Gungor’s Reckoning: There is No Box (and other metaphysical myths told by fundies!)

Recently, many individuals in the evangelical community have been disappointed once again, but this time by a talented band that represented all things Christian. Websites reported Gungor saying “I lost my metaphysic” and that they lost their belief in  “[s]tories that we lived by, defined ourselves with, but can no longer believe in.”

The article continues;

Why? Not because my life looks like Jesus or doesn’t look like Jesus. But because of my lack of ability to nail down all the words and concepts of what I exactly BELIEVE.” Then he nails down exactly what he doesn’t believe—in Adam and Eve or the Flood. He has “no more ability to believe in these things then I do to believe in Santa Claus.”

Two words that Gungor used to identify this “epiphany”: Apophatic Mysticism.

I was saddened after reading all of this a few days ago, though it wasn’t exactly surprising. As a fan of Gungor’s work (especially “Beautiful Things”) I listened to his music, and knew the lyrics pretty well. He did a great job expressing his thoughts on biblical truth. I found myself saying “amen” to the dimensions of biblical truth he sang of, with the musical composition and skill with that of a genius. There were, however,  a couple of lyrics in “Cannot Keep You”  that always irritated me. I know that many are not as concerned as I am about precision when speaking of God and His Self-revelation to us. I also know that my zeal for precision can also be a vice, turning me into an arrogant jerk.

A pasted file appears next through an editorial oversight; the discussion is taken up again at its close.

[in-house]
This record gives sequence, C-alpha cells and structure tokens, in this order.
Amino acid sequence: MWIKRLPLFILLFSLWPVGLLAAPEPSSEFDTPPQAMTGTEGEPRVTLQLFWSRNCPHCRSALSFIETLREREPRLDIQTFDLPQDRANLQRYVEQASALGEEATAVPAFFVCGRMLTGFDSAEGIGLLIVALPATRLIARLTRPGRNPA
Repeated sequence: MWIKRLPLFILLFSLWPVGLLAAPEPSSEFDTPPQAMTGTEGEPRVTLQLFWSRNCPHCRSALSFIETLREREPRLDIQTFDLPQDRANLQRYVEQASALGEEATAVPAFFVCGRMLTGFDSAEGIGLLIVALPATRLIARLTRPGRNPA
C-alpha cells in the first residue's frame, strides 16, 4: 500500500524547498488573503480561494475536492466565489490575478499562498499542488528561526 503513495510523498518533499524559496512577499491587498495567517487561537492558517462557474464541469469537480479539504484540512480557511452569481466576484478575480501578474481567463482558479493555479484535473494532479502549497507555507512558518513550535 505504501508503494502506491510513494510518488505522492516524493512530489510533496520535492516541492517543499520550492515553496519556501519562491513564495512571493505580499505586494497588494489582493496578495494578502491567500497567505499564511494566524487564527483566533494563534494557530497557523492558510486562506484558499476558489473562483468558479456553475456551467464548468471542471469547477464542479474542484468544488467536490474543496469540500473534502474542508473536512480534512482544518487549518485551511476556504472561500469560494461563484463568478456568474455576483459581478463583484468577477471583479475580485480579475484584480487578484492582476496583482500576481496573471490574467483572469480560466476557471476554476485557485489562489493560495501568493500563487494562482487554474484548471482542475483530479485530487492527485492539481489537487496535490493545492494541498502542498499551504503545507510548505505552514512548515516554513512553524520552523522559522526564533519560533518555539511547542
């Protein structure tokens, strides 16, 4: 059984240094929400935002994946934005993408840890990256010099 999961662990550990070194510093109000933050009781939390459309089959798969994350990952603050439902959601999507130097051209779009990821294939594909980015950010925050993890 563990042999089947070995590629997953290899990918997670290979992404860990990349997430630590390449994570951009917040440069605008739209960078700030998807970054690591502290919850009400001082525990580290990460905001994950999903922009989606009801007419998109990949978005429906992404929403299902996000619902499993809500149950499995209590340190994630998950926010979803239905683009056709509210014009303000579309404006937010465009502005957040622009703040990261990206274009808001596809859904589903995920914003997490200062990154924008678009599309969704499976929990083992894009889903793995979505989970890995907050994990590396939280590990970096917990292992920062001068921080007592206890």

Despite my failing, scripture is still adamant about “a form of sound words”. Paul, under The Holy Spirit’s direction and breathing, wrote to Timothy, who was the closest thing he had to a son;  “Hold fast the form of sound words, that you have heard from me, in the faith and love that are in Christ Jesus.By the Holy Spirit who dwells within us, guard the good deposit entrusted to you.”  ( 2 Timothy 2:13-14).

These “sound words” are treasured by Paul. His life had been a testimony of  his treasury of scripture, and with his life coming to an end, he instructed Timothy, as Timothy had been since he was a child, to treasure all of Scripture as God’s Speech, concerning the covenant he made with man in Christ.

God’s purposes from all eternity, and all of his actions from beginning to end  were made clear, and were revealed in our precious Savior Jesus Christ. He abolished death. He brought life and immortality to light through the gospel. (2 Tim 2:10)